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Nokia 1616 review: Nokia 1616

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The Good FM radio with headphones; handy flashlight; decent battery life.

The Bad Cheap design; lack of camera and 3G; no data connectivity or Internet access.

The Bottom Line One of the cheapest handsets we've seen so far, the Nokia 1616 is perfect for people who just want a phone for making calls and sending the odd text. Anything more complicated than that is off the agenda, but this could make an ideal gift for an elderly relative or young child.

Visit manufacturer site for details.

4.5 Overall

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Nokia's much-hyped N8 may be getting the lion's share of column inches right now, but that doesn't mean the firm is ignoring the other end of the mobile phone spectrum. The Nokia 1616 is a low-rent blower which makes calls and sends text messages, but does little else in between.

The Nokia 1616 is available for as little as £10 on pay as you go and can be obtained free of charge with many £10-a-month contracts. Buy it for around £24 SIM-free.

Communication on a shoestring

With its incredibly modest price tag, it's hard not to approach the Nokia 1616 in the same manner in which you'd treat any other piece of budget electrical equipment -- namely, with contempt.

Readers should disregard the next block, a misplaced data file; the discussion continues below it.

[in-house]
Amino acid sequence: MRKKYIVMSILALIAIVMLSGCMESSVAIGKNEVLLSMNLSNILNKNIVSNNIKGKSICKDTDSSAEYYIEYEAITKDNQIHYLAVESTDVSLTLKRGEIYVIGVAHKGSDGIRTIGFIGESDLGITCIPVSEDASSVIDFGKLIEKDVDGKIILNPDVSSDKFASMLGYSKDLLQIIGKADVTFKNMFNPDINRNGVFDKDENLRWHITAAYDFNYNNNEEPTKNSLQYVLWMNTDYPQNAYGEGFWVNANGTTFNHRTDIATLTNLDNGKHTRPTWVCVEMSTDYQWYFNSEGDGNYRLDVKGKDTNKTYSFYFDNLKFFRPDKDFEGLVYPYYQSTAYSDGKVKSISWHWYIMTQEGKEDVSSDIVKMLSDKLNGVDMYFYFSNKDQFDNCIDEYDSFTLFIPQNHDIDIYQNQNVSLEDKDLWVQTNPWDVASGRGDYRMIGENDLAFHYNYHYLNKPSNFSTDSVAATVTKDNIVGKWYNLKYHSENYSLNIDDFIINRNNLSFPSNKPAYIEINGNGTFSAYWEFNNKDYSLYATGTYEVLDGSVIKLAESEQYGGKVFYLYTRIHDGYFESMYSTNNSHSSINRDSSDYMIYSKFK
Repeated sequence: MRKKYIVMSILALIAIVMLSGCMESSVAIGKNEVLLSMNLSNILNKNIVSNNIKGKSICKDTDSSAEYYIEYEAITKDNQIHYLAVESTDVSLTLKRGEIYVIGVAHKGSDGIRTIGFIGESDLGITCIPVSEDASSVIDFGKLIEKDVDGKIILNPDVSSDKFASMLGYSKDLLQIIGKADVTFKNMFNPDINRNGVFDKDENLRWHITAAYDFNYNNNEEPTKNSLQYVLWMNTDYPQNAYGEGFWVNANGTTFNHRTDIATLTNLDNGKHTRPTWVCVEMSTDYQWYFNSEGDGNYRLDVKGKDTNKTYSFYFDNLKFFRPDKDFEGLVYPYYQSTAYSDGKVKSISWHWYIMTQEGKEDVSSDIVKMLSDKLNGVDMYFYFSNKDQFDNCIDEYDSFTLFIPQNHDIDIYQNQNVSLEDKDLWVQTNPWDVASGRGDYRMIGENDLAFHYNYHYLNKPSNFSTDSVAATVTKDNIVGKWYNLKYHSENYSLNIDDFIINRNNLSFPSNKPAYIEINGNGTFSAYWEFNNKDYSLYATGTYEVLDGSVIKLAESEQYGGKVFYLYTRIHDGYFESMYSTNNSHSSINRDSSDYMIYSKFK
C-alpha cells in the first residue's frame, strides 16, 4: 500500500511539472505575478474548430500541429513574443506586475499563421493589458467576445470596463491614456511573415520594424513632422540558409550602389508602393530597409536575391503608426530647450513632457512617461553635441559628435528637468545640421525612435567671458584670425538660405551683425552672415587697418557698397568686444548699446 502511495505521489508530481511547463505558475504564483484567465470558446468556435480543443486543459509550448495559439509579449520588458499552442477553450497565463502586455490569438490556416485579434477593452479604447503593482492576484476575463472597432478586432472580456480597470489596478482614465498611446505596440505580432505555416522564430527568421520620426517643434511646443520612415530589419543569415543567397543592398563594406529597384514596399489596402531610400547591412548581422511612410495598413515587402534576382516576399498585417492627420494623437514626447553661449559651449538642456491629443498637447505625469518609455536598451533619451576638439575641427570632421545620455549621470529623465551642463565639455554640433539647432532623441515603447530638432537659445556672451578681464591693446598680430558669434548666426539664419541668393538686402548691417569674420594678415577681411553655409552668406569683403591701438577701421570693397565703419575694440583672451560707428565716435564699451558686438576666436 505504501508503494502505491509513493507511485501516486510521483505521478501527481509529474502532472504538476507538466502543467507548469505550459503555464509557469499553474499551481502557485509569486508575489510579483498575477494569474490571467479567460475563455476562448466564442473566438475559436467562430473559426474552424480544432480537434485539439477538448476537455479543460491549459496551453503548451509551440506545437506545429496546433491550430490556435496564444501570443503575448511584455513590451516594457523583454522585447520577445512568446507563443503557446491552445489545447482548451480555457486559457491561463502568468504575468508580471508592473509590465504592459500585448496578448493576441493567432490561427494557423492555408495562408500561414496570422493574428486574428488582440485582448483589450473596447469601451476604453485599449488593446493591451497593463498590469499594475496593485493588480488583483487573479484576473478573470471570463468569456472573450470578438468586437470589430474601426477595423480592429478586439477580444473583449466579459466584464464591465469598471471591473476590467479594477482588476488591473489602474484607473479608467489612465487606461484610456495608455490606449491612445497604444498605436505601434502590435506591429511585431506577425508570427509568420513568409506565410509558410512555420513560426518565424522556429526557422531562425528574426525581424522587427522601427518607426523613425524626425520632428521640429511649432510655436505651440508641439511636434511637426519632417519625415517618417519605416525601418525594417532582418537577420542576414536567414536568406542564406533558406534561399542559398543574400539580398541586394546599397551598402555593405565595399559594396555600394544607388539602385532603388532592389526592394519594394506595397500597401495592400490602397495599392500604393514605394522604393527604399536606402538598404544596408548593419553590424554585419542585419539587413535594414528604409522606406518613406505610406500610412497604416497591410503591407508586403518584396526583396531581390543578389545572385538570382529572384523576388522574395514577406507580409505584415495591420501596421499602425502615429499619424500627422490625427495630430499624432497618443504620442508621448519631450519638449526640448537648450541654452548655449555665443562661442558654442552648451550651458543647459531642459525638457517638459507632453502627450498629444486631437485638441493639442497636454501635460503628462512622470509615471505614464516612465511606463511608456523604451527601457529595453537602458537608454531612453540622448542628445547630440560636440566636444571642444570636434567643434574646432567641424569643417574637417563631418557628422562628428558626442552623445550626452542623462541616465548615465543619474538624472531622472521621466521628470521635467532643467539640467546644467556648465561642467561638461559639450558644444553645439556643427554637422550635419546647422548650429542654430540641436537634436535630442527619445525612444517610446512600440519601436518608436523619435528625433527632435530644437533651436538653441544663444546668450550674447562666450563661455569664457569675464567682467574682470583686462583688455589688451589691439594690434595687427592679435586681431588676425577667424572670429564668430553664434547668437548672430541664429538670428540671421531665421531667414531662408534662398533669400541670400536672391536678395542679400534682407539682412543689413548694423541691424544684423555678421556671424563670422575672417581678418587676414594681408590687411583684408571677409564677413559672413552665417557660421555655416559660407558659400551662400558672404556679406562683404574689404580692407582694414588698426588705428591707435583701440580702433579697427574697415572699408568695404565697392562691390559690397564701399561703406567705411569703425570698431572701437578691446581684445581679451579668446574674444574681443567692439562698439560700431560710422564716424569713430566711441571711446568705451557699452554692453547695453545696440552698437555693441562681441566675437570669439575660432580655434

Unashamedly aimed at the absolute bottom end of the mobile phone spectrum, the 1616 suffers from the same uninspiring build quality that afflicted its unfortunate sibling, the similarly named 1661. At just 78g, it's so light it feels like a child's plaything, and the cheap plastic exterior does little to install confidence. The casing is hardly what you'd describe as robust, and applying pressure on the back of the phone causes the battery cover to flex in an alarming fashion.

Mercifully, the 1616 isn't blighted with the same dodgy keypad that plagued the 1661. The all-in-one key mat is designed to keep out dust and is surprisingly comfortable to use. Sadly, the same can't be said for the direction pad, which is awkward to press and lacks a central 'enter' button, meaning you have to move your finger to the left-hand soft key to confirm your selection.

The all-in-one key mat is designed to keep out dust and is surprisingly comfortable to use.

Under the bonnet, things remain distinctly unimpressive. Like the Samsung E1170, the Nokia 1616 lacks a camera or any kind of data connectivity, so sending photos to friends isn't an option -- although low-resolution monochrome picture messages are supported.

The complete absence of Internet connectivity is worth pointing out because the 1616's packaging misleadingly refers to the phone as an Ovi-enabled device, which suggests you can connect to the Ovi Store and download apps and games. This simply isn't the case.

Not on the menu

The 1616's menu system is painfully basic, even when compared to the bare-bones version witnessed on the 1661, but it's easy to find your way around. A sprinkling of intriguing options -- including a handy spreadsheet to keep track of your finances -- helps to add a little value. Because of its straightforward approach and bright, colourful TFT screen, we can certainly see the 1616 finding favour with less-experienced mobile users.

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